If you look closely at the opening scenes of The Grand Budapest Hotel, you will notice that the image gets wider and narrower, depending on the time period of the scene. According to an interview with Wes Anderson, he filmed the movie in three different dimensions (or aspect ratios) to reflect a film aesthetic used during those periods:

 

• Today's standard widescreen aspect ratio (1.85:1)

 

• The even-wider ratio (2.35:1) still used today but especially fashionable in the 1960s

 

• The "Academy" ratio (1.37:1), which is narrower, almost square-like and typically used in classic Hollywood films before 1953. The bulk of The Grand Budapest Hotel is set in the 1930s, and all of those scenes were shot in this format. Coincidentally, the film's main story begins in 1932, the same year that the Academy of Motion Picture Arts and Sciences formally established 1.37:1 as an industry standard.

Hollywood films of the 1930’s weren't the only inspiration behind Anderson's decision to work in the Academy ratio. He was particularly drawn to those directed by Ernst Lubitsch, the great filmmaker behind Trouble in Paradise (1932), Ninotchka (1939), Heaven Can Wait (1943) and The Shop Around the Corner (1940) (which was remade in 1998 as You've Got Mail with Tom Hanks and Meg Ryan).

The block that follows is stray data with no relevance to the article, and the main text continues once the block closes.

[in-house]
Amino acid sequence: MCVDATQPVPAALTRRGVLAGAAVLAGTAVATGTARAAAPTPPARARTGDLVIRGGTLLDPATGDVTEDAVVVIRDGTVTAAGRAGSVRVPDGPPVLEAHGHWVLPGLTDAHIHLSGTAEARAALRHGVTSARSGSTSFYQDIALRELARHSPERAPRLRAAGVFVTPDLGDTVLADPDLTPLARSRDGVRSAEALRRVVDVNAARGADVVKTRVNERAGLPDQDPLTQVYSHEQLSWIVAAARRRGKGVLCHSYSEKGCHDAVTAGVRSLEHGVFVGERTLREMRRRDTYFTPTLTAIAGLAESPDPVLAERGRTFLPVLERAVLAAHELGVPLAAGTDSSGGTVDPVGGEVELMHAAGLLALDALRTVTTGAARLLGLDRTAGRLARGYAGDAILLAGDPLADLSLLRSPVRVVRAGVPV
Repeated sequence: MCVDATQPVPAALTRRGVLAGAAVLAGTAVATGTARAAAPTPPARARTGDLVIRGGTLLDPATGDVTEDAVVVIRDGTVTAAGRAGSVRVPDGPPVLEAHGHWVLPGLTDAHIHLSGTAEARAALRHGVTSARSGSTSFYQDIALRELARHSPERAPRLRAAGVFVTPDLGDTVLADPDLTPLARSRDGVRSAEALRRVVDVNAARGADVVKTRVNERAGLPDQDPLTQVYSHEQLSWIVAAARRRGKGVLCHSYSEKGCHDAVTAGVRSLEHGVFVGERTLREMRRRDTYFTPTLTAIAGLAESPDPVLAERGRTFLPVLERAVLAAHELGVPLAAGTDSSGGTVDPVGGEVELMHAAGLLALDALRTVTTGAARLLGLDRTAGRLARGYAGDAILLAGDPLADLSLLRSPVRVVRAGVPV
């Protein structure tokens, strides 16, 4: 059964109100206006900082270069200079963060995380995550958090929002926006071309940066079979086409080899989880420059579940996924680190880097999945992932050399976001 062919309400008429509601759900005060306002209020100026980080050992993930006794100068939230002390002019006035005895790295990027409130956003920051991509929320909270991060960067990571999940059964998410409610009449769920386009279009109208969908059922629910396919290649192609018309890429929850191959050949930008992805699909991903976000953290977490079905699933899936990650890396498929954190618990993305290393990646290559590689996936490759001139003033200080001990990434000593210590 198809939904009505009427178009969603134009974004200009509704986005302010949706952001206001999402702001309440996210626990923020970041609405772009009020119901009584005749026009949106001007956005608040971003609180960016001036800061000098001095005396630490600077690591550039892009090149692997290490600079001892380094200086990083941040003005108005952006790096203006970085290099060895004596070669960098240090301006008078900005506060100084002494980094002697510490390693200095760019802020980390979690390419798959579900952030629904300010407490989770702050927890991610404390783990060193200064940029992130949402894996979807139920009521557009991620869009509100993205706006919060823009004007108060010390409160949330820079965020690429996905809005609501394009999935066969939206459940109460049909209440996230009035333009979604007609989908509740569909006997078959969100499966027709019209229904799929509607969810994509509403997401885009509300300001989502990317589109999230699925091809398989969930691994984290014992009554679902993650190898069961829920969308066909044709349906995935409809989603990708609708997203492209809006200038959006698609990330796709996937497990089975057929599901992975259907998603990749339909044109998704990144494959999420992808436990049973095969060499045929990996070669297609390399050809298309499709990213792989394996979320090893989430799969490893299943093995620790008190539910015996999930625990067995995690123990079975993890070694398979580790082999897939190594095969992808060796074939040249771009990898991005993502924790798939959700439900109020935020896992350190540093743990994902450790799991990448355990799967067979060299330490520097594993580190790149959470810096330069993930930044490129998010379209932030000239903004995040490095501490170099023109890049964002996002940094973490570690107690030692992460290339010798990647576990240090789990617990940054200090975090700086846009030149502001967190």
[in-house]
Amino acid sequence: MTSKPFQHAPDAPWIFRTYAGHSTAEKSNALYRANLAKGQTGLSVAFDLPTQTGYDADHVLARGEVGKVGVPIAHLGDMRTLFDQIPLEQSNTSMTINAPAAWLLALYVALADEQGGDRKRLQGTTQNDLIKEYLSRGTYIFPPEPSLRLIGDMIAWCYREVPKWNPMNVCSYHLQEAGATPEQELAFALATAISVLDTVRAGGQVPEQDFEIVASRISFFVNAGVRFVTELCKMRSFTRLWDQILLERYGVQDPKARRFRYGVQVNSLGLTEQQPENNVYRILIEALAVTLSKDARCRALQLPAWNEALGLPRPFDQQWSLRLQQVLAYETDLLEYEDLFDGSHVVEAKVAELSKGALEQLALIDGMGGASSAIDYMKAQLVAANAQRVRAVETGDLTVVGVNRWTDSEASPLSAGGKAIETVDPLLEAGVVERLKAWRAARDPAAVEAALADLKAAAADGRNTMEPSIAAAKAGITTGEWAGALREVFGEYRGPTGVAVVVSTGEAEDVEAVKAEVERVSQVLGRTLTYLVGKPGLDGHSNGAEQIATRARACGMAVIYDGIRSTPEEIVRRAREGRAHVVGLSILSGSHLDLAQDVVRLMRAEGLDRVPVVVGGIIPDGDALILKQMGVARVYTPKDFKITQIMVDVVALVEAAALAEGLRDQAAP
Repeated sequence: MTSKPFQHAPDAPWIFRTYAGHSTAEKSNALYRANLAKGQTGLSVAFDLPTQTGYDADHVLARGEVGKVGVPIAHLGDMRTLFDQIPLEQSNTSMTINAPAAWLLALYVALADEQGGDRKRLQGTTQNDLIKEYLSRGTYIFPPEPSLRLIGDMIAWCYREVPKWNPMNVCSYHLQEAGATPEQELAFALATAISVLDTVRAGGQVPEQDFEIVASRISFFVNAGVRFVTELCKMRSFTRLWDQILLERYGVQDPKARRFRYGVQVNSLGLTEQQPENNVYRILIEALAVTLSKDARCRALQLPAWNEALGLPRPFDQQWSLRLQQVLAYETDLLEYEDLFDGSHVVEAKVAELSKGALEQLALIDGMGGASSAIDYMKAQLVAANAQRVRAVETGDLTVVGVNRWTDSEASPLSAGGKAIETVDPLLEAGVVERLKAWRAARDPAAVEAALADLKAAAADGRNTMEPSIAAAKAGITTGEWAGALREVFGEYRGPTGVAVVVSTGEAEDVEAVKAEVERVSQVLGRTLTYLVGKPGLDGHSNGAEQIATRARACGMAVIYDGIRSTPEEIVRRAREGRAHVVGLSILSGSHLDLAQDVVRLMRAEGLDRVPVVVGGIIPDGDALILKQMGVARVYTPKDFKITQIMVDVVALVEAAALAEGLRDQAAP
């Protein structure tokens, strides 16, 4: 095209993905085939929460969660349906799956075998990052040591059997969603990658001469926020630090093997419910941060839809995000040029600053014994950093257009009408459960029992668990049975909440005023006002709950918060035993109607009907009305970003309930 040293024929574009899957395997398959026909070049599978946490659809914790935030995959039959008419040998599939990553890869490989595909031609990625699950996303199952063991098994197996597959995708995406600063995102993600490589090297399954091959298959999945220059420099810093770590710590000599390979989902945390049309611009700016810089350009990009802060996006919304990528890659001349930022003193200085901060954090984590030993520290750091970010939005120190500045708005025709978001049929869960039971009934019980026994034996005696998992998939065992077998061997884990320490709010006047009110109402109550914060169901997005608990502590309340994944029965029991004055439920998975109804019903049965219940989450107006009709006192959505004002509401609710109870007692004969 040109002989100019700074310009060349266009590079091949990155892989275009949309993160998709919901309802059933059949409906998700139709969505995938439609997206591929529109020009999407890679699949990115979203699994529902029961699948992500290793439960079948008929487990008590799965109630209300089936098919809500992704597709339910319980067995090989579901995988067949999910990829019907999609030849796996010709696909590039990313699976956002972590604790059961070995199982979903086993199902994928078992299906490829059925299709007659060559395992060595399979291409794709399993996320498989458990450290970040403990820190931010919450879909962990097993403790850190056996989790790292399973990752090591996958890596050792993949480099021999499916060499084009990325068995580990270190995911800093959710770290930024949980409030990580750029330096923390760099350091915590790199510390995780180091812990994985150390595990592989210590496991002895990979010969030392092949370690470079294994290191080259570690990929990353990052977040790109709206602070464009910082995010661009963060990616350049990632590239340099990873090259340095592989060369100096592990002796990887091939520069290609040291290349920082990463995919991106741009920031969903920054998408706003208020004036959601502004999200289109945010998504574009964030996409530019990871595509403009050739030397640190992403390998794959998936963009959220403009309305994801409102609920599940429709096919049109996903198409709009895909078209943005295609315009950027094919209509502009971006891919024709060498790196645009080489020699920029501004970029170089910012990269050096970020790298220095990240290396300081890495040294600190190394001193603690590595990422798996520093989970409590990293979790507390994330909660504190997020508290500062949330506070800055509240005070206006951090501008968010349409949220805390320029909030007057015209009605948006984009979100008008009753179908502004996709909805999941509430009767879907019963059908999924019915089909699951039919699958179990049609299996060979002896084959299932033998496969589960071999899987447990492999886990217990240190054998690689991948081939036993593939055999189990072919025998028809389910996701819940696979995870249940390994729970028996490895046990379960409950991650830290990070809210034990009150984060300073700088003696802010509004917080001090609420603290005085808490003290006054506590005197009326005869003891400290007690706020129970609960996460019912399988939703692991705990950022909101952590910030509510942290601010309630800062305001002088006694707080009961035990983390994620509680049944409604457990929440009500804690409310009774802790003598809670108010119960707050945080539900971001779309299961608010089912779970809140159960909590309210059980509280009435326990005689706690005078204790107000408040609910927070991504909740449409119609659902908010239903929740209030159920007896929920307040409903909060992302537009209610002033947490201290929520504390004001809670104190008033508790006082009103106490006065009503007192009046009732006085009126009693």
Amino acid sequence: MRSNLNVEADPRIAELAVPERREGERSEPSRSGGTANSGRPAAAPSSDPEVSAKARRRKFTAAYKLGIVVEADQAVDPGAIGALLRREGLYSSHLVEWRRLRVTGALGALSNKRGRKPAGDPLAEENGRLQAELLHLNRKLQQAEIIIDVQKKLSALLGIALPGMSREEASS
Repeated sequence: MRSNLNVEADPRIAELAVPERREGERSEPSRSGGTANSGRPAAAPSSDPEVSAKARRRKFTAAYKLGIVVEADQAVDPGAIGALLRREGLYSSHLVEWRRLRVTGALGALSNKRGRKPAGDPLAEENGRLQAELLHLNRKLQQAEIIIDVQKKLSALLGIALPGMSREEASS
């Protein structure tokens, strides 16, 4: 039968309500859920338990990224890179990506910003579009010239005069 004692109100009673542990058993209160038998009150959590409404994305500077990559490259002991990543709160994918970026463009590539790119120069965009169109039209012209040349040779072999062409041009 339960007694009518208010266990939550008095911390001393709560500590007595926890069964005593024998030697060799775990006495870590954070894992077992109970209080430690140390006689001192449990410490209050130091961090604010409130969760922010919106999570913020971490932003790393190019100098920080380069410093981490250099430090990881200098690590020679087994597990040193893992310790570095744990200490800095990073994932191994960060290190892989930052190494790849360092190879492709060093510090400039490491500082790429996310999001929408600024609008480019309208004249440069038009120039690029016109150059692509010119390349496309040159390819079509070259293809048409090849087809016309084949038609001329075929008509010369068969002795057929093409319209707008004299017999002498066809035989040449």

Using the three different screen formats ties in thematically with the film as the nostalgia of the film fits the nostalgia of these different formats.

In working with this aesthetic, Anderson used special lenses - technoscope anamorphic lenses - which he describes as "really old and strange."  "If you look at a freeze frame of some these types of shots," Anderson explains, "the edges are so blurry. I think they did spaghetti westerns with these lenses. So I thought we’d use them, to make these different parts like different movies. But then I also thought that we’re used to seeing things letterboxed at this point, and that it would work anyway."